He was assistant principal for operations and administration at Northwestern High School in York County for five years, principal at Waccamaw High in Georgetown County and principal of Seneca High before moving into the district office in Oconee.
He holds state certifications as superintendent, secondary principal, secondary supervisor, and government, economics and middle school social studies teacher.
Among his accomplishments in his current role, Royster lists the development of a school-level student achievement comparison of Greenville County schools with schools across the state with similar demographics that have higher test scores.
He also initiated and led a task force designed to improve coordination between special education and regular classrooms.
And he is leading the development of the district’s Early College program, which aims to help under-achieving students from low-income families make it to college.
Growing up in North Carolina’s tobacco country, Lynn Moody might have ended up doing like most of the people she knew – working in a cigarette factory or in some phase of the production of the state’s biggest cash crop.
But being the daughter of educators, she saw another way of life beyond the tobacco fields.
“I think there’s no greater calling than education,” Moody, superintendent of York County District 3 and one of three finalists for the superintendent job in Greenville County told GreenvilleOnline.com.
She and her husband, a civil engineer, have a sort of running debate about that. He says infrastructure is what makes the world go round. She says it’s education.
So when the couple was in Charleston a few years ago for the opening of the Ravenel Bridge, which her husband’s company designed, he tried to convince her of what a supreme accomplishment that feat of engineering represented.
It didn’t light up her eyes, though, until she thought about how it represented the culmination of years of teaching and learning that turned young people into high school graduates and finally, bridge builders.
She’s been trying spark that light of learning in the eyes of students ever since becoming a teacher more than 30 years ago.
Moody, 52, went from the tobacco fields to Tobacco Road, where she earned her bachelor’s degree at North Carolina State University.
She traveled around a lot during her nine years as a teacher because of her husband’s job before coming back to her native state and working for more than a decade in administrative positions related to technical and career education.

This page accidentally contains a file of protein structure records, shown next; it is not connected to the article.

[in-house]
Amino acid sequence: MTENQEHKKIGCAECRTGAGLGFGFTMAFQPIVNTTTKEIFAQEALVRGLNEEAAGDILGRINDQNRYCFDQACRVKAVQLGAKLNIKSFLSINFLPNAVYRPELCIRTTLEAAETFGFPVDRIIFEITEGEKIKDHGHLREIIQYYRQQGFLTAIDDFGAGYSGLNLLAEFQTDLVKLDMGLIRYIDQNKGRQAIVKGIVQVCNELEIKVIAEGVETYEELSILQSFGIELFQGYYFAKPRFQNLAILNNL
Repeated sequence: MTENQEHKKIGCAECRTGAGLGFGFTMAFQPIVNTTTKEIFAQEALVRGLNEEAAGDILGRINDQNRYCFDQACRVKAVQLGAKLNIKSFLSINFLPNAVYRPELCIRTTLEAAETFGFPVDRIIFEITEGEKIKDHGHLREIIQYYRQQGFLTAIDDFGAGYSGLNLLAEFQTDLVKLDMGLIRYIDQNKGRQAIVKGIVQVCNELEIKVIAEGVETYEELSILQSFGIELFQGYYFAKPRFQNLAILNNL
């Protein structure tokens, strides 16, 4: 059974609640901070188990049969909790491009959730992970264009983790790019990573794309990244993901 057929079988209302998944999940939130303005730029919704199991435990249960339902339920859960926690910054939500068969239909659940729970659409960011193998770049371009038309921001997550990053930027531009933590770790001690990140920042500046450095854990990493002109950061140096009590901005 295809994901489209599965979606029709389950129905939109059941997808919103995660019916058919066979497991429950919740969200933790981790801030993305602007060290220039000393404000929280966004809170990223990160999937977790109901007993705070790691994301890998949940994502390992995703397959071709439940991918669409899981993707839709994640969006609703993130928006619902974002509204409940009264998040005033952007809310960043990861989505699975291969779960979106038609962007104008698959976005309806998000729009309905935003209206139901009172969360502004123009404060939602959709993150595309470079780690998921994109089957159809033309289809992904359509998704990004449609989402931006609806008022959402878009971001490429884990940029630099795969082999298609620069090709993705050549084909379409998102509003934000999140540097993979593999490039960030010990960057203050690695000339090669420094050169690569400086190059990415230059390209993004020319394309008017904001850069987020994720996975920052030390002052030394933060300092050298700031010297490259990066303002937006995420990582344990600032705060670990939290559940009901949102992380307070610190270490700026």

At Wake County, N.C., a district twice as big as Greenville, she led the first major rezoning effort in years.
She became associate superintendent of planning in York District 3 in Rock Hill, in 2003.
Moody considers building community as one of her strong suits.
One example is the way she solicited community input for how to address the budget crisis of a few years ago.
She discovered a computer program another school district was using that gave the public an opportunity to plug in where they would make cuts to balance the budget. It also showed what the impact of those cuts would be.
It was an educational experience for the public and made for a much more informed debate over the budget, she said.
As far as academics, Moody said she believes literacy is always the biggest challenge. She’s been studying Greenville County’s numbers and sees some areas where she’d like to give additional attention.
She calls herself “a continuous learner” with a passion for what she does.
“I love to read. I love to study,” she said. “I’m always pushing that envelope.”
“I think I’m a very transparent, open person,” she added.
“I do my work with a lot of heart. I’m very real in my intent. I think people pick up on that very quickly.”
It will be tough to fill Penny Fisher's shoes, so I don't envy any of these three.
But it's nice to see people of this caliber aiming for leadership of our schools. And did you notice that none of the three boast any influence or pseudo-credential from any of the billionaire "education deform" foundations or their academies? That's a good sign.
In an ideal world, one will become Greenville's new superintendent, one will run for state superintendent in 2014, and that one will hire the third to serve as deputy state superintendent.
It's never too early to prepare and organize.